The practice of voting for a set of electors who favored a particular candidate for that office came after Washington's eight years in office. By then the groundwork for the party system had emerged, Adams heading one group that favored a strong central government, Jefferson leading those who favored restraining federal power. Strictly pledged support for a particular party's candidate came still later, tied to the 'Jacksonian democracy' movement that significantly broadened the voter base.
            The electorate was broadened further when former slaves, male adults, were granted the right to vote by the 15th Amendment and women by the 19th Amendment. The voting age was lowered to 18 in the sixties. But even then no one in America has ever gone to the polls to vote directly for President. We're still stuck with voting for "electors" in a system that gives disproportionate power to smaller states, as it was always intended to do. Hence, the system can give the victory to a candidate who receives fewer votes than a rival, but wins more electors by victors by small pluralities in more states.
            In terms familiar to students of political philosophy Americans last week elected a demagogue who manipulated their passions and resentments and appealed to their lower natures, just as Plato and the traditional school of political philosophy suggested would happen. Arguably it's happened before. Universal suffrage has put poor choices in the White House; voters did not know much about Warren G. Harding, but 1920 was a Republican year so he was elected. Voters were exposed to large doses of George W. Bush in mass-media 2000, but they voted for him anyway.
            But how is that the American system of government has survived so long without suffering the breakdown into tyranny foreseen by the classical theory. Philosopher Cornell West provided a theoretical answer in a timely essay published recently in the Boston Globe during the latter stages of the campaign. He cited American philosopher John Dewey, of the 'pragmatist school,' who replied to Plato's critique of democracy and developed arguments for how American democracy could avoid the pitfalls the ancients foresaw. Here's West's summary of Dewey's position:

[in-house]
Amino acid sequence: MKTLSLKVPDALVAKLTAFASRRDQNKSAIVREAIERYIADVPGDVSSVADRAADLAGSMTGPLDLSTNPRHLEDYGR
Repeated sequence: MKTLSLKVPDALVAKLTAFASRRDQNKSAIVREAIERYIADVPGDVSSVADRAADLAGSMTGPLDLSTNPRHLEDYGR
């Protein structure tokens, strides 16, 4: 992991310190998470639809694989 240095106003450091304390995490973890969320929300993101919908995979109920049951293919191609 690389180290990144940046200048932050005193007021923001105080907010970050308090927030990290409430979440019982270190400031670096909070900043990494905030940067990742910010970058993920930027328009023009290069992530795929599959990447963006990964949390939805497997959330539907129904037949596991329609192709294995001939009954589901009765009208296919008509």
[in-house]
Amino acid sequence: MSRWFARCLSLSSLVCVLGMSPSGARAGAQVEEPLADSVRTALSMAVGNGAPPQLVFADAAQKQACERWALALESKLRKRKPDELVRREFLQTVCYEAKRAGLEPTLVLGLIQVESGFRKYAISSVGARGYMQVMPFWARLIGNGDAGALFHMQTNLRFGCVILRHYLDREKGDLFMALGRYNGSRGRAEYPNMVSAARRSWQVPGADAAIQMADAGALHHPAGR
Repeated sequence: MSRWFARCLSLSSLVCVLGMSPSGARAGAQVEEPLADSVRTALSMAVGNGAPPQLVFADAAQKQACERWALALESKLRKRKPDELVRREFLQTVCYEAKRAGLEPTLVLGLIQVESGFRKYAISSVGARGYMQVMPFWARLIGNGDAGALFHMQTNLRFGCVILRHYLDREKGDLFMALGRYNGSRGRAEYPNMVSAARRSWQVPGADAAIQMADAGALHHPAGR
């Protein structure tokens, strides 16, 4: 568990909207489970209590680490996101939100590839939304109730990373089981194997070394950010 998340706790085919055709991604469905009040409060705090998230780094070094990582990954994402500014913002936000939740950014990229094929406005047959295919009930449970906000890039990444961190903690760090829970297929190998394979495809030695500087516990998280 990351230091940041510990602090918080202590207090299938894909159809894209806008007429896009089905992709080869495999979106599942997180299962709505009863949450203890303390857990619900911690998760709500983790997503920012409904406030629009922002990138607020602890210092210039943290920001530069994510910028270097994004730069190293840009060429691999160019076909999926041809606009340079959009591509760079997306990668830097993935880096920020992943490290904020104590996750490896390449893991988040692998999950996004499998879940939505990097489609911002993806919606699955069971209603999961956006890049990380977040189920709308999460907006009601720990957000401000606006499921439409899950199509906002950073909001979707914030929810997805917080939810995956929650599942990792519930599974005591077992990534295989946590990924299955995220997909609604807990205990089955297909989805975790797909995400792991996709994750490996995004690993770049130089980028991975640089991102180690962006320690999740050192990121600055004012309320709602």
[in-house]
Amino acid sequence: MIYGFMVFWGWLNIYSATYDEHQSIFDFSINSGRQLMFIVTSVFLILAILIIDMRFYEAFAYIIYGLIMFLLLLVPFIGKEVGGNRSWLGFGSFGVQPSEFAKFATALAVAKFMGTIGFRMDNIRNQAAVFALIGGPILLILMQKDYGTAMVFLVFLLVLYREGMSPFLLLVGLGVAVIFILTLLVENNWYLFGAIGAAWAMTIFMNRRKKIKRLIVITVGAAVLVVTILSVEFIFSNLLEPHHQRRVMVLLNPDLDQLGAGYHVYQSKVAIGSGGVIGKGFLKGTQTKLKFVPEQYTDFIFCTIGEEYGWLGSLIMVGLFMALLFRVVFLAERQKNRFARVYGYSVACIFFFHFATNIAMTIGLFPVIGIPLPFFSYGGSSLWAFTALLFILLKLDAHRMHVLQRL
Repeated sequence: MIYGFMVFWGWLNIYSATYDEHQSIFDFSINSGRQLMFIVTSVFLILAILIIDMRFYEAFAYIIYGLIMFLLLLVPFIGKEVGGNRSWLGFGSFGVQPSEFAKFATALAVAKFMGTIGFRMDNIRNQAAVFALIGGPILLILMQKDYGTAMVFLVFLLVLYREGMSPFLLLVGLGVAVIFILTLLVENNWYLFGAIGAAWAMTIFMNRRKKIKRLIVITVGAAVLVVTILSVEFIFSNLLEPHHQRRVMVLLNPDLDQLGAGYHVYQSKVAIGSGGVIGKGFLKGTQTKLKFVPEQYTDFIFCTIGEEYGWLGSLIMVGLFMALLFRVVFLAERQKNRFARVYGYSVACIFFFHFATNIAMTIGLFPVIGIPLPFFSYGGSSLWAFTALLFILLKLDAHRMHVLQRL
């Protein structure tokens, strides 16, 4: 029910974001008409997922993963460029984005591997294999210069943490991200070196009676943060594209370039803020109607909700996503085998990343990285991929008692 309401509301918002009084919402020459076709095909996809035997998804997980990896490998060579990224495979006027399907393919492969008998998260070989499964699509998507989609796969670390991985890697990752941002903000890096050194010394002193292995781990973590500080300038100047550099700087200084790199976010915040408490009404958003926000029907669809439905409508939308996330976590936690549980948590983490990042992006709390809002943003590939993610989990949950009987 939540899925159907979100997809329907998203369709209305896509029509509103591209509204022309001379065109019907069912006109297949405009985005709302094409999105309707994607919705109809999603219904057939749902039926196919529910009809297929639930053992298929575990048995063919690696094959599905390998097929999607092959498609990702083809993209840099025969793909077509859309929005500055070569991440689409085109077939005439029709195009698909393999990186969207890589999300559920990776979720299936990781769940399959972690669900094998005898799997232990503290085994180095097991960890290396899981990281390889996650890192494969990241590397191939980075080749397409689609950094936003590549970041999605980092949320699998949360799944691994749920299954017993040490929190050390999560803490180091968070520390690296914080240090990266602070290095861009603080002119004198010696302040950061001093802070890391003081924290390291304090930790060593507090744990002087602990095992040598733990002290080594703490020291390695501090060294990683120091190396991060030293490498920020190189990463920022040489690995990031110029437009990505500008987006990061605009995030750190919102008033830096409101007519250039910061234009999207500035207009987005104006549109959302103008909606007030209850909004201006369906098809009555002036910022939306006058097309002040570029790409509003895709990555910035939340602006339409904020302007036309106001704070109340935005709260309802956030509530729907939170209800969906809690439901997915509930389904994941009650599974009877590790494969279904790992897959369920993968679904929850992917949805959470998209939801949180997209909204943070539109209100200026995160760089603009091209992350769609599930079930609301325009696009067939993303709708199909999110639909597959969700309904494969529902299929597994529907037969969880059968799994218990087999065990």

"For over a century, the best response to Plato’s critique of democracy has been John Dewey’s claim that precious and fragile democratic experiments must put a premium on democratic statecraft (public accountability, protection of rights and liberties, as well as personal responsibility, embedded in a fair rule of law) and especially on democratic soulcraft (integrity, empathy, and a mature sense of history)."
            And while Plato argued that the lower elements of human nature -- "hedonism and narcissism, mendacity and venality" -- would destroy democracy, Dewey proposed democracies could fight back by "robust democratic education" and "courageous exemplars." These exemplars would rise from a political environment fertilized by what West called "the spread of critical intelligence, moral compassion, and historical humility."
            Here's the link to West's op-ed:
            West links his thinking in other ways to the philosophical tradition. Since Plato's great work "The Republic" sought to establish the ideal state, what system of government did he ultimately favor? In brief, a small group of qualified counselors would train and choose rulers who could be trusted to govern from what Greek philosophers called the rational part of the human soul. This theory has been called rule by "the philosopher king."
            Interestingly, West's prescription for a better future for American democracy relies on superior individuals as well. While our current politics exposed our 'spiritual bankruptcy' in our leadership and values, he proposed a solution. Here's the quote:
            "Instead we need a democratic soulcraft of wisdom, justice, and peace — the dreams of courageous freedom fighters like Martin Luther King Jr., Abraham Joshua Heschel, Edward Said, and Dorothy Day."
            An interesting list, far from mainstream party politics. Only the first name is widely familiar. Heschel was a Polish-born American rabbi, who left Europe in 1940 and found inspiration in the Hebrew prophets to advocate for civil rights and against the Vietnam war. Said, a Palestinian and Columbia University professor, was an influential critic of Western colonialism and of Israel. Day, an American convert to Catholicism, helped found the Catholic Worker Movement that used nonviolent direct action to improve the lives of the poor. 
            And remember West's list of essential democratic virtues:  
Critical intelligence. Moral compassion. Historical humility.
            Do any of these terms make you think of the new President-elect? Or the likely leaders of both houses of Congress?
            Lacking such virtues, and such exemplars, in our elected leaders we may be headed into the destabilizing times predicted for us by classical political theory. We will find out soon. If he follows the classic pattern, American democracy's newly elected demagogue will seek to consolidate all government power in his own hands.
            Let's hope there something the philosophers missed.